Majestic salvation

January brings to San Antonio not one but two rockin’ versions of the Gospels: the Woodlawn Theatre’s deeply regrettable (and recently closed) JC Rocks! and Andrew Lloyd Webber’s venerable but still bitchin’ Jesus Christ Superstar, which opens at the Majestic this weekend. The two shows provide, as well, a study in contrasts. While the karaoke JC Rocks! sounded like someone had set an iPod to “shuffle” and called it the Word of God, Tim Rice — the librettist and co-creator of Superstar — did what artists are supposed to do: craft a compelling, original take on one of the most famous narratives in Western culture. Drawing a parallel between the stratospheric rise of Christ and the similarly meteoric rise of pop stars like Elvis and The Beatles, Rice complicates the episodic plot of the Gospels by using Judas as a framing device — an incarnation of flawed humanity, torn between Jesus’ abundant charisma and his outlandish claims to divinity. (As a sort of bonus, Judas also gets one of Lloyd Webber’s best songs, the wildly syncopated cri de coeur “Heaven on Their Minds.” Judas is so upset, he segues to 7/8. Now that’s angst.) While there are definitely cheesy moments in the pop opera — it’s tough to hear Mary Magdalene crooning “I Don’t Know How to Loooooooooove Hiiiiiiiiim” without giggling — the ending passion of the Christ, if staged effectively, packs a wallop.

Of course, there are ways to stage Superstar disastrously, such as the Zach Scott’s ill-conceived, bilingual version that ran two years ago in Austin. If memory serves, their Jesucristo Superestrella actually featured a female flamenco dance during Jesus’ last, agonizing moments (when clearly a crucifixion is better served by a cha-cha). This was sometime after Jesús was arrested in Gethsemane by the U.S. Border Patrol and well after I’d given up on the whole conceit as hopelessly heavy-handed.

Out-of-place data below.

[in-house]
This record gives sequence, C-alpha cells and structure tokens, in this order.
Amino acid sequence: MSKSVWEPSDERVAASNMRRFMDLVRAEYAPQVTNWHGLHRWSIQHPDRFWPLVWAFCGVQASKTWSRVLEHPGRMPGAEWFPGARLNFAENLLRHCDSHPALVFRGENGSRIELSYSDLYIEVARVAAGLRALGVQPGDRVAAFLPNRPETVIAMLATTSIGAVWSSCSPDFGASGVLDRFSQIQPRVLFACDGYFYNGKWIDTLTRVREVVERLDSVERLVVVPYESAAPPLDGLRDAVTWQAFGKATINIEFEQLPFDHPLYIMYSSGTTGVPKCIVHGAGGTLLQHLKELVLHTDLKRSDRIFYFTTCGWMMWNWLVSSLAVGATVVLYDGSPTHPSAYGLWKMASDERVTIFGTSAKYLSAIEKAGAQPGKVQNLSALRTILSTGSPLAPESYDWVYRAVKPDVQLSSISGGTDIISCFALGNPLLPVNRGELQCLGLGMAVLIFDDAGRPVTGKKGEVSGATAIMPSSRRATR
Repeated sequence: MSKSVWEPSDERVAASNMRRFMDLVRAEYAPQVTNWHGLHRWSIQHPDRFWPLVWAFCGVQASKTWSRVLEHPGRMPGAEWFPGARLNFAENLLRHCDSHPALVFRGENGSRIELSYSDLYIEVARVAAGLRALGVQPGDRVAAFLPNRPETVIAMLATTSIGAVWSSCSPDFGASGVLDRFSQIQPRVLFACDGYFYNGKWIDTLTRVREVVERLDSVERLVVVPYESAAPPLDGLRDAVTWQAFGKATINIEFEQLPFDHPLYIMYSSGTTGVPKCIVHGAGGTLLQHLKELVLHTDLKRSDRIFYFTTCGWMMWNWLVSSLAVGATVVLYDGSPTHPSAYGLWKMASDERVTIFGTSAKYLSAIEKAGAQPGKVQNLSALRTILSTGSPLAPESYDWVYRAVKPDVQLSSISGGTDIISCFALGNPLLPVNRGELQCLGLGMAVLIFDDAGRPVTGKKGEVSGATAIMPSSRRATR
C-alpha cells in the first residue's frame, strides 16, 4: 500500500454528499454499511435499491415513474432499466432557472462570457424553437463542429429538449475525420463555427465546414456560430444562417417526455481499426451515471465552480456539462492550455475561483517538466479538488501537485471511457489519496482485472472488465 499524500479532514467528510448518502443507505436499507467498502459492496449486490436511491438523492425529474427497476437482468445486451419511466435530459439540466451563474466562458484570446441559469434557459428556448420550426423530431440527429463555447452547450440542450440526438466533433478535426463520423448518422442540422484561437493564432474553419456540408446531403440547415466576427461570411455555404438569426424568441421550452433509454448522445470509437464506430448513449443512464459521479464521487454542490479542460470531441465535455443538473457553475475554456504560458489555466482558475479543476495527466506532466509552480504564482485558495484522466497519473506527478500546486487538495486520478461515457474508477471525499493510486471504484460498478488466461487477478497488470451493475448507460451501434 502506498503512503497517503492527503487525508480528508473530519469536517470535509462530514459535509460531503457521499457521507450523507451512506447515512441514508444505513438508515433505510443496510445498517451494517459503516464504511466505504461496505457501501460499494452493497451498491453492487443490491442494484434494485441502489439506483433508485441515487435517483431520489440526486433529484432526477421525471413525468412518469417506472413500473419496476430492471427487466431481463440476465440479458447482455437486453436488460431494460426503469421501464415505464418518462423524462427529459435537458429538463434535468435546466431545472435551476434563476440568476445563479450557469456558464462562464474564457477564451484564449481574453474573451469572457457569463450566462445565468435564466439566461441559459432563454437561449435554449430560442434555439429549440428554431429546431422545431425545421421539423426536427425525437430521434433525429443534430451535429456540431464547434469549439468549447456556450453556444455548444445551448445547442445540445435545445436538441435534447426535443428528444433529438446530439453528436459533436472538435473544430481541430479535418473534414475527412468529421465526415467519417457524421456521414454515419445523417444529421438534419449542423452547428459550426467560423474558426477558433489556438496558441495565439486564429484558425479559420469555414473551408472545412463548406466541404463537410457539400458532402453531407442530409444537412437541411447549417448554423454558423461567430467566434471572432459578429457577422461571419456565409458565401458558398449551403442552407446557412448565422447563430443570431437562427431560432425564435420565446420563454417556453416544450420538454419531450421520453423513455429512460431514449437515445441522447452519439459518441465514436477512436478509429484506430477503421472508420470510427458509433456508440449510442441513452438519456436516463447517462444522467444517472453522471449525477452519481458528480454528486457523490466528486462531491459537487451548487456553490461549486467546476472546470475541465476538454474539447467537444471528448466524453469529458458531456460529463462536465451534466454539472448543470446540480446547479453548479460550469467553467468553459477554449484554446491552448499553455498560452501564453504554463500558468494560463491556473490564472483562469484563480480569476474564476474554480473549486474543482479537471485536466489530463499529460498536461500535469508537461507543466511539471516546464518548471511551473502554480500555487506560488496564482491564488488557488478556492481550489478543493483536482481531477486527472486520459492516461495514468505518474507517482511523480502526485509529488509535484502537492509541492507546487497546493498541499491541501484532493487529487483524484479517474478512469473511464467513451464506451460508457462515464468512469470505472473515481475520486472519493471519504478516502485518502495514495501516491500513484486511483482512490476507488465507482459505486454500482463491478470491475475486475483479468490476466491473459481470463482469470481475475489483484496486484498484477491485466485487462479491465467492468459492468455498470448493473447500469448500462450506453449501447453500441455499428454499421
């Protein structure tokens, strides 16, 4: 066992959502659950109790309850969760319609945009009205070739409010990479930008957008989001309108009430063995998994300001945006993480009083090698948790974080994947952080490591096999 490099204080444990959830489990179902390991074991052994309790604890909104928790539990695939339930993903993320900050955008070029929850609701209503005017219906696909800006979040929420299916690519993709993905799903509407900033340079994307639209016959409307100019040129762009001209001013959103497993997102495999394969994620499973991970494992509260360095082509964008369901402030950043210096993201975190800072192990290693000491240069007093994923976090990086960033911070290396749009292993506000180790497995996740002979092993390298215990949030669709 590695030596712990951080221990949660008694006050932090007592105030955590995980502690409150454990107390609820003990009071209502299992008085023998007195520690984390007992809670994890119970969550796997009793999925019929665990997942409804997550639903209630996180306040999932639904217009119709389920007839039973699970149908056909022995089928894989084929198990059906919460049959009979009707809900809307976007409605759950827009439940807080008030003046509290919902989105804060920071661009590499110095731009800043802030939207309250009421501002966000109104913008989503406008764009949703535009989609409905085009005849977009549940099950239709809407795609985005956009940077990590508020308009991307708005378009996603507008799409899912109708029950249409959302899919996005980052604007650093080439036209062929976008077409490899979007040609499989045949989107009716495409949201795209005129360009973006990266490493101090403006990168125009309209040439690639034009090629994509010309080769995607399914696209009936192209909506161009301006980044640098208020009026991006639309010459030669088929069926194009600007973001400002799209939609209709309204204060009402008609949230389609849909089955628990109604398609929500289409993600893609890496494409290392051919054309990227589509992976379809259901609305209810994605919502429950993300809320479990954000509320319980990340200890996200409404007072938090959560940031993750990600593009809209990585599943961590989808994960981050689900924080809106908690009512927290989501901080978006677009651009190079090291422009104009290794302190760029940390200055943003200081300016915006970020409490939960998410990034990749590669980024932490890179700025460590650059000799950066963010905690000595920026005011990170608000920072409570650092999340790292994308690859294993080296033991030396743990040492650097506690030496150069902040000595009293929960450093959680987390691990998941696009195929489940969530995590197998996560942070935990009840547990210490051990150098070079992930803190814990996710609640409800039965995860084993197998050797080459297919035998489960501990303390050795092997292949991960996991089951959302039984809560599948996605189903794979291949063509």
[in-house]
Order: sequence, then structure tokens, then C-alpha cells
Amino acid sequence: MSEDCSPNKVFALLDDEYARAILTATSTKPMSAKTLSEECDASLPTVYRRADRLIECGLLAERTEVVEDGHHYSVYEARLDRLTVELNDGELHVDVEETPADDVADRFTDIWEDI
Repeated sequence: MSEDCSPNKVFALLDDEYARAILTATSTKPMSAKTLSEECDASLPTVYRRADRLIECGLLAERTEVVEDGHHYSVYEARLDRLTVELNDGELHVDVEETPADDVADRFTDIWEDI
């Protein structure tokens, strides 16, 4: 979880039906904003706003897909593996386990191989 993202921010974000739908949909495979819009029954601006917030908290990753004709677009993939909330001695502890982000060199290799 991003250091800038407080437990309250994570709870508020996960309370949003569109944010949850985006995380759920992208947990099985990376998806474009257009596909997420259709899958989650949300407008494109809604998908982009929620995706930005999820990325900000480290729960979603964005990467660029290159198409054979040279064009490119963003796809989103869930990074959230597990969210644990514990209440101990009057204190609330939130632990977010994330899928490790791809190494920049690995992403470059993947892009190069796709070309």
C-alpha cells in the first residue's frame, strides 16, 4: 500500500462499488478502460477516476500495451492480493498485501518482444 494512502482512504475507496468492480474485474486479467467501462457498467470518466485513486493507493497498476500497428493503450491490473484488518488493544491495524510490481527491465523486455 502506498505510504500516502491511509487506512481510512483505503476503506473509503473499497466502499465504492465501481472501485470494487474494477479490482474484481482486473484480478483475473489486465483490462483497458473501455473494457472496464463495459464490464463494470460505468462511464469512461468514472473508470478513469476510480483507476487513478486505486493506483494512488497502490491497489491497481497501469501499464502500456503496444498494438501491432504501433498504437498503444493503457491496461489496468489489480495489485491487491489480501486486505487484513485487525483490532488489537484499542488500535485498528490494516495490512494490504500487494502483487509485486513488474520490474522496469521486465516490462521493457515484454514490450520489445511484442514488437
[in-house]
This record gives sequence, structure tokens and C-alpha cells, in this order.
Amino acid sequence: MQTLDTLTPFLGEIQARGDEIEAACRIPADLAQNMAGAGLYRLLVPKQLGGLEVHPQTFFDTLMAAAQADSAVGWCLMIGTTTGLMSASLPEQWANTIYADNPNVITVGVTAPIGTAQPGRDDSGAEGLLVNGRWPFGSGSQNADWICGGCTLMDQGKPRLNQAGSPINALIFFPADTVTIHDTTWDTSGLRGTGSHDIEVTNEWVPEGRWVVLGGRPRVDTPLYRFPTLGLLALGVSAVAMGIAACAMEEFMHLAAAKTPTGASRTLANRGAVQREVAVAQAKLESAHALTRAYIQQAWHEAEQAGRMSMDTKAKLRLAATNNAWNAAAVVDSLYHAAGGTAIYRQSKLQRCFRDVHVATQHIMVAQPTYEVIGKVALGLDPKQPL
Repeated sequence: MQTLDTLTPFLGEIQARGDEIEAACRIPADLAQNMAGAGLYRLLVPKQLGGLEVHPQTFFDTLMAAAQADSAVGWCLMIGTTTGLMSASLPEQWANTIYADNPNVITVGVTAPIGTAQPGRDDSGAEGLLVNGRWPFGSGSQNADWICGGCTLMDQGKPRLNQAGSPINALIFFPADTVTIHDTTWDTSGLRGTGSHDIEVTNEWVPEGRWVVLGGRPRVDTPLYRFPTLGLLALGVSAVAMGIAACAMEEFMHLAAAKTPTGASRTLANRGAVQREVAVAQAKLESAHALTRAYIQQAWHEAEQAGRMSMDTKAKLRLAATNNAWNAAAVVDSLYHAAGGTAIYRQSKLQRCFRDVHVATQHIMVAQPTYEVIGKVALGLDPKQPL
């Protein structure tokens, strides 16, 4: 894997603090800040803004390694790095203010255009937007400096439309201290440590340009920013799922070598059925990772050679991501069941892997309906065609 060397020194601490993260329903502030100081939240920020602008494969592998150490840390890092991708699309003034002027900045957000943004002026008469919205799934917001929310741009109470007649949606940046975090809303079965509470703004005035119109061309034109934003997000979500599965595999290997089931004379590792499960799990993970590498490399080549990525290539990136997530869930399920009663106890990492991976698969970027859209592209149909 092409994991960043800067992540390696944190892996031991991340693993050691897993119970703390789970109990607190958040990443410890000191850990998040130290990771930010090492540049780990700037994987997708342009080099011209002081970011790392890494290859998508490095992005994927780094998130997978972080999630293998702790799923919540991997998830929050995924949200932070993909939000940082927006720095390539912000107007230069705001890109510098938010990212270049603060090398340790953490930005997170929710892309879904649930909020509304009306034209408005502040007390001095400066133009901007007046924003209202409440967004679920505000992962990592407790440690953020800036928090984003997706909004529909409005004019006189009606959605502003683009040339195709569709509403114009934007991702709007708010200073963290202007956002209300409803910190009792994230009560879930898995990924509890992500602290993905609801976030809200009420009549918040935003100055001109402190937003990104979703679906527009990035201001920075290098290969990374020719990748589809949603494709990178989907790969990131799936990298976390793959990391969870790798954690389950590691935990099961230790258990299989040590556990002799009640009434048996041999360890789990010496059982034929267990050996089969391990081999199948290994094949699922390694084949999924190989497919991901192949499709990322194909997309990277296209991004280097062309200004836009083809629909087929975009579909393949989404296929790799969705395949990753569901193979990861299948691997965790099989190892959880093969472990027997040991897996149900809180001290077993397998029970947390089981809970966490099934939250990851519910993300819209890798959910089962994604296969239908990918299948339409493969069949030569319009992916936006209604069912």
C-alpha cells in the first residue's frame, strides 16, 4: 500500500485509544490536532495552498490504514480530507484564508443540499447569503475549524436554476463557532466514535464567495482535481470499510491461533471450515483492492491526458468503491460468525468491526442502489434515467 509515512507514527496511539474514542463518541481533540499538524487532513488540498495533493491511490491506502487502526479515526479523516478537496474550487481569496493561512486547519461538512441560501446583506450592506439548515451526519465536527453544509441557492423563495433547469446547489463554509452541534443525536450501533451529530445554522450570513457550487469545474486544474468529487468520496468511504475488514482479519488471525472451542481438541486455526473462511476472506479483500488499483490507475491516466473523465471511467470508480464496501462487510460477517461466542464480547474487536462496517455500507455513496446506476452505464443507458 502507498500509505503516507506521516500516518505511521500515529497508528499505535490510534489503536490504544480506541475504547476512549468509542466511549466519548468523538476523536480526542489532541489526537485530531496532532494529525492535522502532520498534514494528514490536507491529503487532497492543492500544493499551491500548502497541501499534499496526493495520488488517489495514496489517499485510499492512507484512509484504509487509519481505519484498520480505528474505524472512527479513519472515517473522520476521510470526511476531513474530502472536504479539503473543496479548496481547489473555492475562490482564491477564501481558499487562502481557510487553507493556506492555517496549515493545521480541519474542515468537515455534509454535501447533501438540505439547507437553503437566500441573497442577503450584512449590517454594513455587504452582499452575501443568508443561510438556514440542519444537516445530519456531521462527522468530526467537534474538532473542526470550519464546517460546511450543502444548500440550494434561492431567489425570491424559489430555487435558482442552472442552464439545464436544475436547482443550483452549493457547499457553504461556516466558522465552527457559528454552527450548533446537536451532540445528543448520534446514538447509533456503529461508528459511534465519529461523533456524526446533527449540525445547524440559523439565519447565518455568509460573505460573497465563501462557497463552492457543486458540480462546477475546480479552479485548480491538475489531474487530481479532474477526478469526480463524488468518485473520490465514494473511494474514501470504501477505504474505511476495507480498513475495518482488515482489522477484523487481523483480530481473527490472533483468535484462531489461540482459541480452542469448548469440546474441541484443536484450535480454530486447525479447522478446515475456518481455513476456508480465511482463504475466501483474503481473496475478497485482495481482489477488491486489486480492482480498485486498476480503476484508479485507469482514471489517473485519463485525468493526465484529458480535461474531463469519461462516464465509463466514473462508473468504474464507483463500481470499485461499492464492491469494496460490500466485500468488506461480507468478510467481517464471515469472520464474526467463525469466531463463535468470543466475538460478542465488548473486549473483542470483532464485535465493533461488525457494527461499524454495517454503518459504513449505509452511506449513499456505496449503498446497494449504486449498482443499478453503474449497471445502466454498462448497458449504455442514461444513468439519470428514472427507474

I haven’t seen this national touring production — helmed by Dallett Norris — but I suspect that it’s a “traditional” staging, and not a reinvention along the lines of Gale Edwards’ hip and decidedly alternative take that quickly closed on Broadway in 2000. (That particular production is mostly preserved on a nifty DVD: one for the Netflix queue. Snuggle up with your s.o. while contemplating spiky hair and original sin.)

 The current touring production is improbably headlined by Ted Neeley, star of the 1973 film version, and also a Jesus on the Great White Way. Neeley turns 66 this year, or exactly twice the age of the character he portrays. Of course, this sort of thing happens in opera all the time — septuagenarian Madame Butterflies are my favorite kind — still, it’s disconcerting to see a Jesus old enough to turn water into Metamucil. But if Neeley still has the vocal pipes — and by all accounts, he does — this might be your last chance to see Superstar as a true throwback to Broadway’s past: when Hair and The Wiz were considered the cutting edge of musical theater’s rocking-and-rolling (and Webber’s ubiquitous Cats weren’t even yet kittens).

Jesus Christ

Jan 16-18
Majestic Theatre

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